- The Washington Times - Monday, September 24, 2018

With Deputy Attorney General Rod Rosenstein’s ouster, Solicitor General Noel Francisco is slated to oversee the Robert Mueller probe under the Justice Department’s succession plan.

Mr. Rosenstein’s departure immediately throws special counsel Robert Mueller’s Russian collusion probe into chaos. Attorney General Jeff Sessions recused himself from the investigation leaving Mr. Rosenstein in charge.

Typically, the investigation would fall to the number three spot at the Justice Department, but Associate Attorney General Rachel Brand resigned earlier this year.

That leaves Mr. Francisco in line to oversee the probe, which President Trump has deemed a “witch hunt.” He hasn’t publicly addressed the probe, but has had harsh words for Mr. Mueller’s close friend, ex-FBI boss James Comey.

Mr. Francisco was confirmed by the Senate in September 2017 on a narrow 50-47 vote, that fell largely along party lines. He once clerked for the late Supreme Court Justice Antonin Scalia, whom he referred to as his “dear mentor,” during his Senate confirmation.

Although Mr. Francisco has remained mum on the Mueller probe he now stands to inherit, he has argued against government overreach in political corruption investigations.

He even blasted frequent Trump sparring partner and ex-FBI Director James Comey for “heavy-handed” tactics in the bureau’s probe of former Virginia Gov. Bob McDonnell, a Republican. Mr. McDonnell’s conviction was vacated by the U.S. Supreme Court in 2016.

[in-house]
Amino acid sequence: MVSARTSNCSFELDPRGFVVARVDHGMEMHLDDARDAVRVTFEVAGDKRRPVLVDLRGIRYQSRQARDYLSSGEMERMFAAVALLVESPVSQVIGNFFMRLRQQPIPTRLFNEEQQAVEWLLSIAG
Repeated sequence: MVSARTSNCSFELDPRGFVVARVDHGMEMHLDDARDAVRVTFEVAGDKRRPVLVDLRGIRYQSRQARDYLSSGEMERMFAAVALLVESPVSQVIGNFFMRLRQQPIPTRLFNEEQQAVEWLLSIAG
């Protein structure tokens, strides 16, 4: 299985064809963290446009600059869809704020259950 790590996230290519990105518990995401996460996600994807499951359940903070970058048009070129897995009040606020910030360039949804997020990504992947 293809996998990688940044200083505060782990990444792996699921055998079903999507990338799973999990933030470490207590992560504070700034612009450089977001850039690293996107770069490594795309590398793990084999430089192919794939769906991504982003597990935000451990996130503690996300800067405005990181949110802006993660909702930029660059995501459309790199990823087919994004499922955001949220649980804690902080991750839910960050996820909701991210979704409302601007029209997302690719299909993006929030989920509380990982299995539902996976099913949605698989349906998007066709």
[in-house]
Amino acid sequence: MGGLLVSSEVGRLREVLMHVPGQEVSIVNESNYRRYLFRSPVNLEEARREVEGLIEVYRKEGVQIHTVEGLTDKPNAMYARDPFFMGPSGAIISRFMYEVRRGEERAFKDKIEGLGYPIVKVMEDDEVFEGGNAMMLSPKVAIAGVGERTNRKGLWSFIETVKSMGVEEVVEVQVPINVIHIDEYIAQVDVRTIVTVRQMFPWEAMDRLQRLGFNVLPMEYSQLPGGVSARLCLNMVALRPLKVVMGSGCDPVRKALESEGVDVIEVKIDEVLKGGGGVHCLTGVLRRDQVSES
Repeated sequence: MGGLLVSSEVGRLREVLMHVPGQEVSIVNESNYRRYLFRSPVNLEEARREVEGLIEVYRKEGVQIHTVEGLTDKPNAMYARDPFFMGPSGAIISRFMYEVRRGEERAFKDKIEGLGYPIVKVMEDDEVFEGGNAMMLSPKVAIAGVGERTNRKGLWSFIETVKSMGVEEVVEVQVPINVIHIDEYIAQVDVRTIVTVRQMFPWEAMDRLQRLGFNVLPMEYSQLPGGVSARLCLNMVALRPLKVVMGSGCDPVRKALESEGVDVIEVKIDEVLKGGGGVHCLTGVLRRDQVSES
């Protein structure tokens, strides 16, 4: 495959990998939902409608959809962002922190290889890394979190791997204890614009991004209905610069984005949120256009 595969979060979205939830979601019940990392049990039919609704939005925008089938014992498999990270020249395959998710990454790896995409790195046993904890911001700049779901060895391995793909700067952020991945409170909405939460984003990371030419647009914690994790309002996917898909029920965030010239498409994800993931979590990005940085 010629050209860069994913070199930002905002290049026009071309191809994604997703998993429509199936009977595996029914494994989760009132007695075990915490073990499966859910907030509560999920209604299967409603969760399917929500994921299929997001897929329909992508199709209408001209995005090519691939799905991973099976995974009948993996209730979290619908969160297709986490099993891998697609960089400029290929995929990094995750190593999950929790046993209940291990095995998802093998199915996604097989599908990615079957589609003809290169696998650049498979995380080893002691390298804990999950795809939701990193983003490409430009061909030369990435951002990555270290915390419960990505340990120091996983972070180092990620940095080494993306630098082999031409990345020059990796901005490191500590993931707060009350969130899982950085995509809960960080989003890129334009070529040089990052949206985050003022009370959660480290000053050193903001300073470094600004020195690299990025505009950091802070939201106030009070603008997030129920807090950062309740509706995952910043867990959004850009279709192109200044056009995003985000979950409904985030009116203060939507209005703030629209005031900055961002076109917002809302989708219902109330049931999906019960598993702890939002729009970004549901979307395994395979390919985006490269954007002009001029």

Mr. Francisco has also accused Mr. Comey of using “kid gloves” in the investigation into Hillary Clinton’s use of a private email server while secretary of state.

Prior to joining the Trump Administration, Mr. Francisco was a partner at the private law firm Jones Day, where he argued a number of cases before the U.S. Supreme Court.

In fact, he argued that the Affordable Care Act’s contraceptive mandate infringes upon religious freedom in Zubik v. Burwell. Mr. Francisco was also a member of the legal team that represented President George W. Bush during the 2000 presidential election recount case.

Mr. Francisco served in the White House Counsel’s Office under President Bush from 2001 to 2003 before becoming a deputy assistant attorney general in the Justice Department’s Office of Legal Counsel from 2003 to 2005. In 2005, he left government to join Jones Day.

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